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Bear Struck, Killed on I-91 in Windsor

The accident occurred on the northbound side of the highway in Windsor near exit 39.

A bear was struck and killed on Tuesday night when it walked into traffic on the northbound side of Interstate 91, according to Connecticut State Police, Troop H in Hartford.

The people riding in the car were not injured in the collision, which occurred near exit 39, according to a state police desk trooper Wednesday morning. The highway was not shut down at any time.

Bear sightings in Connecticut have increased over the last few years, including in Windsor where the encounter also . Yet, there are .

For a full list of bear dos and don'ts see the state Department of Energy and Environmental Protection's website.

WR June 26, 2012 at 02:19 PM
@Maria, most of the abandoned buildings/properties as you put it are in cities, and higher tax locales. A $50M building in Hartford would pay 2-3 times more in property taxes than in Windsor Locks, 2.5MM(HFD) vs 810K(WL) vs 993K in Windsor, based upon 2009 OPM data. So would someone like to explain to me how taxes do not effect behavior.
Maria Giannuzzi June 26, 2012 at 04:33 PM
Well, WR, if you come to Windsor Locks you will see several abandoned commercial/industrial buildings on Main Street. There are also a few large empty commercial/industrial buildings near Old Country Road in Windsor Locks. Our lower tax rate hasn't attracted businesses to these properties. Many small towns and even rural areas have empty commercial and industrial buildings. They are not all in cities. But you are right, taxes do affect the behavior of some developers and businesses. Recently, a small manufacturing company took over an abandoned commercial property in Windsor Locks that had been contaminated by toxic materials and was subsequently cleaned up. I am assuming this company got some tax breaks, although I am not certain. I do know that many large, profitable companies are getting tax breaks and other incentives from the state and local governments when they put up new buildings on undeveloped agricultural and rural land. Dollar Tree is just one example.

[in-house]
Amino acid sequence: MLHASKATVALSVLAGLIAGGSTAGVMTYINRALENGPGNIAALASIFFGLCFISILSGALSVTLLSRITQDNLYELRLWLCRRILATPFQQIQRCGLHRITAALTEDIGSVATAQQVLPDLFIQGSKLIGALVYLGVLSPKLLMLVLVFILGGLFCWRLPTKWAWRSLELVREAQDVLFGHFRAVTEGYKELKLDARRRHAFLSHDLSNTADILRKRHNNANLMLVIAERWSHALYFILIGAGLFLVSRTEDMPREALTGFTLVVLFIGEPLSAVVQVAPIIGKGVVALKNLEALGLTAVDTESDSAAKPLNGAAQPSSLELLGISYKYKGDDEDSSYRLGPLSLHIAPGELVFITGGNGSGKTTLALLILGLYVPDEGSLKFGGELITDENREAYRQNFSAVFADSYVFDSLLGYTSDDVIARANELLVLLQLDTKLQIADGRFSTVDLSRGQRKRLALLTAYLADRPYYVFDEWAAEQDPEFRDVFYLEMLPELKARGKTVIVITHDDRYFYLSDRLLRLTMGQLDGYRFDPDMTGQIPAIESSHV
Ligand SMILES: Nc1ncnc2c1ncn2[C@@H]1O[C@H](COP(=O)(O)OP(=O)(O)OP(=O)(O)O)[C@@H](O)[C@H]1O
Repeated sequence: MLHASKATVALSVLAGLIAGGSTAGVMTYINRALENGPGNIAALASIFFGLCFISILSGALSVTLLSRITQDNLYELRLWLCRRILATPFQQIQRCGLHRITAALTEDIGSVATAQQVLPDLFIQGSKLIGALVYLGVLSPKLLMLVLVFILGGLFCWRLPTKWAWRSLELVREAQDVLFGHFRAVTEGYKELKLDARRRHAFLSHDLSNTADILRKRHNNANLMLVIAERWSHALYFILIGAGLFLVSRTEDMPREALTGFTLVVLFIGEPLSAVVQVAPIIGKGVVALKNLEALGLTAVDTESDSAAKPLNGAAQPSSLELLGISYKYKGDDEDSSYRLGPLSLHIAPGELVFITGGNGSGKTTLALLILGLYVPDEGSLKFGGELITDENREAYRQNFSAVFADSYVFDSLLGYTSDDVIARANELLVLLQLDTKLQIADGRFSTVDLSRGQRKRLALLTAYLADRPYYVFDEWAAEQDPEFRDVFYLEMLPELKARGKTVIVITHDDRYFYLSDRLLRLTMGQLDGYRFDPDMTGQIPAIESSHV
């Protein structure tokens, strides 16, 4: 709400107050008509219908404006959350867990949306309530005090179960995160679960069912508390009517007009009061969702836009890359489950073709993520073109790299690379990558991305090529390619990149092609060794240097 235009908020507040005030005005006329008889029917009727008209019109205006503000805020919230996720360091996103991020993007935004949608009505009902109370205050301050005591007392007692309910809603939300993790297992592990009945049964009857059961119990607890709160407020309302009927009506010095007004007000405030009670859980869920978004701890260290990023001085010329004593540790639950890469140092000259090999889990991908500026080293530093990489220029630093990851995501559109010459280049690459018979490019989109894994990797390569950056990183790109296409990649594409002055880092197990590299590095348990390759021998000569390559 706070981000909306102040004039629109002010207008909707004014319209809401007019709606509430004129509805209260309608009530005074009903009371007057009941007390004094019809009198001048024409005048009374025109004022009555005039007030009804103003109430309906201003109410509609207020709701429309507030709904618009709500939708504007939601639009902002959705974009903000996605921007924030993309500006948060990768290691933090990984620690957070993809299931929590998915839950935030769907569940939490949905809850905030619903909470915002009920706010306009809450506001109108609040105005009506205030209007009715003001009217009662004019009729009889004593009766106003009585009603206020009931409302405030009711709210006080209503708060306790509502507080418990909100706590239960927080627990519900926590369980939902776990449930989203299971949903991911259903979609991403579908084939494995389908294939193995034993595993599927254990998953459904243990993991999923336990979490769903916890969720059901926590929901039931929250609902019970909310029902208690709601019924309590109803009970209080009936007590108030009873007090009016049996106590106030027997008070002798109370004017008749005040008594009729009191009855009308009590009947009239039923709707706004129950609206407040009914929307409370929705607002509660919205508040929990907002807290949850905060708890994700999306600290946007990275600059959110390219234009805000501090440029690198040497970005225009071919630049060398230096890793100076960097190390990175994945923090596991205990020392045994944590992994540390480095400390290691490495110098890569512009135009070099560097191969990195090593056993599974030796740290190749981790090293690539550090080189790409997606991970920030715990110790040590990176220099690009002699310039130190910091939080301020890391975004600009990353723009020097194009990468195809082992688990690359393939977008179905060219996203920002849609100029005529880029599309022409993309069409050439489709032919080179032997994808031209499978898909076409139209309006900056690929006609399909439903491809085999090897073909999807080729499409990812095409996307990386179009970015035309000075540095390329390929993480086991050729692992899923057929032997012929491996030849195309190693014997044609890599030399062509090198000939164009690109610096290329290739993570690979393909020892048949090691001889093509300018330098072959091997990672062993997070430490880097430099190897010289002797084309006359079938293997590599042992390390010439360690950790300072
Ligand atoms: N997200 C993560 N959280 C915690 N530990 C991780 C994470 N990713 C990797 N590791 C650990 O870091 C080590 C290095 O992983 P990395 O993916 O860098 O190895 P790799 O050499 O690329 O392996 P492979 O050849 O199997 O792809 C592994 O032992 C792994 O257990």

Maria Giannuzzi June 26, 2012 at 04:36 PM
It is Old County Road in Windsor Locks, not "Old Country Road."
Jon June 26, 2012 at 05:57 PM
they are vacant for a reason and not always in the best of areas.
Maria Giannuzzi June 26, 2012 at 08:50 PM
Yes, some of the old commercial/industrial properties are problematic. But we have the technology and expertise to recycle most of these abandoned sites and make them productive once more. (Sometimes old buildings should be demolished, the land cleaned up and then put to other uses.) Because if we don't, we will have more and more abandoned properties as businesses continue to build newer and newer. These abandoned properties are sometimes contaminated and are subject to vandalism and fires, the costs of which will most likely be borne by taxpayers. This is not a good scenario for communities long-term.

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